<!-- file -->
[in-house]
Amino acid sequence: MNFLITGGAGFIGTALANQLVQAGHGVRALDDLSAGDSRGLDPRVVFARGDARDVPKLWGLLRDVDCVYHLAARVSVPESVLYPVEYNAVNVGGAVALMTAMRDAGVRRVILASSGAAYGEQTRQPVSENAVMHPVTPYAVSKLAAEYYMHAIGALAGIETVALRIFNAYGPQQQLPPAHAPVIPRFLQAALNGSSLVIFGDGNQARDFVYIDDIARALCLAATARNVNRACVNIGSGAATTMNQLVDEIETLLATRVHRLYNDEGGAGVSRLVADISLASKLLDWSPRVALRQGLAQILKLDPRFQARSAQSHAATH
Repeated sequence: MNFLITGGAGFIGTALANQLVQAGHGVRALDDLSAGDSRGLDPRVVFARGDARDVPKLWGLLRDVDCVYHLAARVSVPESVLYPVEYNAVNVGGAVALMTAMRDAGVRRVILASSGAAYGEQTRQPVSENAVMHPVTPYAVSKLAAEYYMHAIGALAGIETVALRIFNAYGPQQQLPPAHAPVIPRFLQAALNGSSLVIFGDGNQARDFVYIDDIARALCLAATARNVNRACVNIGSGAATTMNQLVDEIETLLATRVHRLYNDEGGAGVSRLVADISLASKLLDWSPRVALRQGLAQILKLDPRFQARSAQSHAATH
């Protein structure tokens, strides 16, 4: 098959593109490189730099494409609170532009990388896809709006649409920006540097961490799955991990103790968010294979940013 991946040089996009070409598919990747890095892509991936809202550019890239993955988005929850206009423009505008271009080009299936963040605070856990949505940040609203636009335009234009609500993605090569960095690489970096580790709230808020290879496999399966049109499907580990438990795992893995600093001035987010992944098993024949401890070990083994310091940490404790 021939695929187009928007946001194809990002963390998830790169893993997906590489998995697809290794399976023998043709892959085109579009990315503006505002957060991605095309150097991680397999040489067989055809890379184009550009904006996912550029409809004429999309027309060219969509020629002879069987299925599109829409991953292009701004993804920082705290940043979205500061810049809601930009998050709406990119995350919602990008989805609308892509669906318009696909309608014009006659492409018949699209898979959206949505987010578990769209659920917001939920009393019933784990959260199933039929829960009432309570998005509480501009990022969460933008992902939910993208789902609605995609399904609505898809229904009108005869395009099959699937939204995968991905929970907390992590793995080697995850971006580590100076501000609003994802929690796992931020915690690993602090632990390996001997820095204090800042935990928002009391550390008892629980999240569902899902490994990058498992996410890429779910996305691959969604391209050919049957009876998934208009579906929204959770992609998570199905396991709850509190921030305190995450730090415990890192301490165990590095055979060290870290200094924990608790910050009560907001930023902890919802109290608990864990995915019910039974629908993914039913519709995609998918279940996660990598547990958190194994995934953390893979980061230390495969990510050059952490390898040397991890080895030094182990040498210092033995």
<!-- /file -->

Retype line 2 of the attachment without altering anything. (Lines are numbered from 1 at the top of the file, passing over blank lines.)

Amino acid sequence: MNFLITGGAGFIGTALANQLVQAGHGVRALDDLSAGDSRGLDPRVVFARGDARDVPKLWGLLRDVDCVYHLAARVSVPESVLYPVEYNAVNVGGAVALMTAMRDAGVRRVILASSGAAYGEQTRQPVSENAVMHPVTPYAVSKLAAEYYMHAIGALAGIETVALRIFNAYGPQQQLPPAHAPVIPRFLQAALNGSSLVIFGDGNQARDFVYIDDIARALCLAATARNVNRACVNIGSGAATTMNQLVDEIETLLATRVHRLYNDEGGAGVSRLVADISLASKLLDWSPRVALRQGLAQILKLDPRFQARSAQSHAATH